By Joe Carroll
Sept. 11 (Bloomberg) -- Exxon Mobil Corp., the largest North American energy company, has been unable to sell four Canadian fields as low natural-gas prices discourage potential buyers.
The properties, which include Exxon Mobil’s stake in the Yukon Territory’s only producing gas field, haven’t attracted any suitors since they were put up for sale on May 4, said Bruce Rauch, an Exxon Mobil asset-enhancement manager based in Calgary. Two of the fields are actively pumping gas and crude, and two are idle, according to the offering documents.
The stalled sales by Irving, Texas-based Exxon Mobil reflect gas prices that have sunk to a 7 1/2-year low, spurring other companies to slash thousands of jobs and take billions of dollars in writedowns. Slack demand and soaring output from newly tapped reservoirs in Texas and Louisiana prompted companies to pump 1.055 trillion cubic feet of the fuel into storage since the end of May, enough to supply New York state’s demand for almost 11 months.
“Where gas prices are at and the debt market are affecting people’s ability to buy stuff,” Rauch said today in a telephone interview. “It’s just the way it is.”
The auction block may get even more crowded this year as plunging prices spur lenders to reduce credit lines that energy producers rely on to lease drilling rigs, said Jim Byrne, an analyst at BMO Capital Markets in Calgary.EnCana Corp., the largest Canadian gas producer, today announced plans to sell some gas fields as part of its split into separate oil and gas companies.
Exxon Mobil fell 77 cents, or 1.1 percent, to $69.88 at 1:45 p.m. in New York Stock Exchange composite trading, almost four times the rate of decline of the Standard & Poor’s 500 Index. Exxon Mobil dropped 12 percent this year.
U.S. gas futures traded in New York tumbled 82 percent from a 2008 peak of $13.69 per million British thermal units as a recession-driven demand slump coincided with rising production of the fuel used to run factories, furnaces and power plants. On Sept. 4, the futures dropped to $2.41, a level not seen since March 2002.
Canadian gas producers feel the pinch of falling U.S. prices because they supply 90 percent of U.S. gas imports, according to the Energy Department in Washington. The spot price at the AECO C Hub in Alberta dropped to C$1.86 ($1.73) per gigajoule on Sept. 4, the lowest since October 2001.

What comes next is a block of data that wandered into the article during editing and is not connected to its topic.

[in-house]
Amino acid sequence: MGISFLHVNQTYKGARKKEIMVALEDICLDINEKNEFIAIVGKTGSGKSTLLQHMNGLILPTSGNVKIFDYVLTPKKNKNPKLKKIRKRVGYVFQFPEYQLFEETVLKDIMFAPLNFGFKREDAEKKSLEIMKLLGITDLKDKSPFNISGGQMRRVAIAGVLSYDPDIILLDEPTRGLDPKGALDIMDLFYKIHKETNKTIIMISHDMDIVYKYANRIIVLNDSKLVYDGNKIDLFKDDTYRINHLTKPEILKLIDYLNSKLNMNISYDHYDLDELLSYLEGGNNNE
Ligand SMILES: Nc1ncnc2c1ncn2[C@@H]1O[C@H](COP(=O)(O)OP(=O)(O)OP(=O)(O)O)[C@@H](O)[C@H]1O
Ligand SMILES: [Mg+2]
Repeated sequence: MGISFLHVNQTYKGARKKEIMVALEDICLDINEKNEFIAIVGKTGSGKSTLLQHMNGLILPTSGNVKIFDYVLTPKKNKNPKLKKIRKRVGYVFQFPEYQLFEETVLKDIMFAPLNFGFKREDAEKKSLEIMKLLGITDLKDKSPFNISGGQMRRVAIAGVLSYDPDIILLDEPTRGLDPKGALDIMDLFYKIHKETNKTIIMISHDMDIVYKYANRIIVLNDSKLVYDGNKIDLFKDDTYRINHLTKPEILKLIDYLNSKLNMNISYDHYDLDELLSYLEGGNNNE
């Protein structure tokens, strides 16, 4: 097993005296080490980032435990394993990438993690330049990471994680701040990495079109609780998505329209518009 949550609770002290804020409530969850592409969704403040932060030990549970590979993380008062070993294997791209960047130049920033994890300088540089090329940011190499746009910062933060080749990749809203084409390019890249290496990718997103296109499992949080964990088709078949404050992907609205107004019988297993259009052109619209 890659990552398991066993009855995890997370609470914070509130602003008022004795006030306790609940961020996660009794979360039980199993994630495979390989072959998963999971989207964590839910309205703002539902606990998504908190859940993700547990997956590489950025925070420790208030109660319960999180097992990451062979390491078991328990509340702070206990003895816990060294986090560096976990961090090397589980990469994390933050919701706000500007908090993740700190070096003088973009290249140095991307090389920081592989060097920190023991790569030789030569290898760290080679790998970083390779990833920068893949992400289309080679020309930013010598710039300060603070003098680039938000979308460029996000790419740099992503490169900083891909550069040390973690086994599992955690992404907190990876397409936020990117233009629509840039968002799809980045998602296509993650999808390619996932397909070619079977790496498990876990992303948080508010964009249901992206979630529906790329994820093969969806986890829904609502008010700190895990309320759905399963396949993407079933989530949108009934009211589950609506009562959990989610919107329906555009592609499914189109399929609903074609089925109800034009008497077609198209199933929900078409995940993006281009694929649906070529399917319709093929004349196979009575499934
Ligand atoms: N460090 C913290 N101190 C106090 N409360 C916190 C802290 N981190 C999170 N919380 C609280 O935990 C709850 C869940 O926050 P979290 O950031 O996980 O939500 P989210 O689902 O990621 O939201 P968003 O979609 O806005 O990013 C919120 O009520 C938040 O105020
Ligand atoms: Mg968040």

EnCana Separation Plan
Calgary-based EnCana yesterday revived a plan to separate its gas and crude-oil entities. Cratering gas prices will make investors reluctant to buy stock in the gas business, which will retain the EnCana name, said Glenn MacNeill, chief investment officer at Lawrence Asset Management in Toronto.
Exxon Mobil, which pumps more oil than every member of the Organization of Petroleum Exporting Countries except Saudi Arabia, Iran and Iraq, this week said its full-year 2009 worldwide production may fall short of the estimate announced in March.
Shrinking gas demand in Europe, a market that accounts for 13 percent of the company’s total global gas and oil production, may preclude Exxon Mobil from boosting output by 2 percent this year to the equivalent of 4 million barrels of crude a day, Senior Vice President Mark Albers said to an energy conference in New York on Sept. 9.
Exxon Mobil has been trying to sell its 1 percent non- operated stake in the Kotaneelee gas field in the Canadian Yukon. Kotaneelee produced an average of 5,000 cubic feet of gas a day in 2008, according to the offering documents.
Hussar, South Zama
The company is also seeking to shed stakes in Hussar Glauconitic A in southeast Alberta, which pumped 1 million cubic feet of gas and 115 barrels of crude a day last year. Exxon Mobil’s interests in Hussar range from 25 percent to 50 percent.
The other two properties for sale are the 100 percent Exxon Mobil-owned-and-operated South Zama Lake oil field, and a 32 percent stake in a pair of shut-in gas wells known as Waterton North. South Zama Lake and Waterton North both are in Alberta.